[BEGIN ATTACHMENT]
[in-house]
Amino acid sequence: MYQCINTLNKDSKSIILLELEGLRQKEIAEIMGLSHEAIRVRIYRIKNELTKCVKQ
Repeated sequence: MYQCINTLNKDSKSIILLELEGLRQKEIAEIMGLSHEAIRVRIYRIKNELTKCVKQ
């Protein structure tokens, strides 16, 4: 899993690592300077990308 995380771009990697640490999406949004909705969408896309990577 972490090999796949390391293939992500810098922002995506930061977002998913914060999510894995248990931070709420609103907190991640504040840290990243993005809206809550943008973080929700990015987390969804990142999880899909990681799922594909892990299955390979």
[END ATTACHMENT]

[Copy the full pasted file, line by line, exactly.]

[in-house]
Amino acid sequence: MYQCINTLNKDSKSIILLELEGLRQKEIAEIMGLSHEAIRVRIYRIKNELTKCVKQ
Repeated sequence: MYQCINTLNKDSKSIILLELEGLRQKEIAEIMGLSHEAIRVRIYRIKNELTKCVKQ
């Protein structure tokens, strides 16, 4: 899993690592300077990308 995380771009990697640490999406949004909705969408896309990577 972490090999796949390391293939992500810098922002995506930061977002998913914060999510894995248990931070709420609103907190991640504040840290990243993005809206809550943008973080929700990015987390969804990142999880899909990681799922594909892990299955390979």